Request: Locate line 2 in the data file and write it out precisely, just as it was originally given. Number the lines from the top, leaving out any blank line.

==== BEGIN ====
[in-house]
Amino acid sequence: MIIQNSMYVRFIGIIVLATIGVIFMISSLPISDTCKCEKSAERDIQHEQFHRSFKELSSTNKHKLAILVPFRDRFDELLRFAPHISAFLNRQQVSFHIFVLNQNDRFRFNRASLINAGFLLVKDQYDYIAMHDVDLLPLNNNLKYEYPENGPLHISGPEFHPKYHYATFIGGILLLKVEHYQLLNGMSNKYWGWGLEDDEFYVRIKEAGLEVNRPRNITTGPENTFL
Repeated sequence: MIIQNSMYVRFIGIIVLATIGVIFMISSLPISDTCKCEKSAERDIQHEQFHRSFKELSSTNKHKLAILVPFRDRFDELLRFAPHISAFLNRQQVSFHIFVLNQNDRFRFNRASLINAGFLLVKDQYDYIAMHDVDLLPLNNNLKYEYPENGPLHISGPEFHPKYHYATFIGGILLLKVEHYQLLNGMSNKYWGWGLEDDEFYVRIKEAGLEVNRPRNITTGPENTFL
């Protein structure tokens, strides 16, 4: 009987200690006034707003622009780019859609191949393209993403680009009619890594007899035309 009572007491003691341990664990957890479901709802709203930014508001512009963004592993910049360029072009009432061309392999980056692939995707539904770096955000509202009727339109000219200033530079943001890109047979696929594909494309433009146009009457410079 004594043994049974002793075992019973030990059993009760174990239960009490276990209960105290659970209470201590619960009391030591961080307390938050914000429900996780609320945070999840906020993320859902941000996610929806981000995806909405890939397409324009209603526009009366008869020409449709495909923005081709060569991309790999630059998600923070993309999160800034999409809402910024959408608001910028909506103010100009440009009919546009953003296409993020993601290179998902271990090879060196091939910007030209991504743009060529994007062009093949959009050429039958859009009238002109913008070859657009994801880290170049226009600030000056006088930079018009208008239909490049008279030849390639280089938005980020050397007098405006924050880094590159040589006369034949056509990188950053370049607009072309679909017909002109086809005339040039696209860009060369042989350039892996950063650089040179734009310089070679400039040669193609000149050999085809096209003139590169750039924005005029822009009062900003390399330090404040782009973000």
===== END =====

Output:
Amino acid sequence: MIIQNSMYVRFIGIIVLATIGVIFMISSLPISDTCKCEKSAERDIQHEQFHRSFKELSSTNKHKLAILVPFRDRFDELLRFAPHISAFLNRQQVSFHIFVLNQNDRFRFNRASLINAGFLLVKDQYDYIAMHDVDLLPLNNNLKYEYPENGPLHISGPEFHPKYHYATFIGGILLLKVEHYQLLNGMSNKYWGWGLEDDEFYVRIKEAGLEVNRPRNITTGPENTFL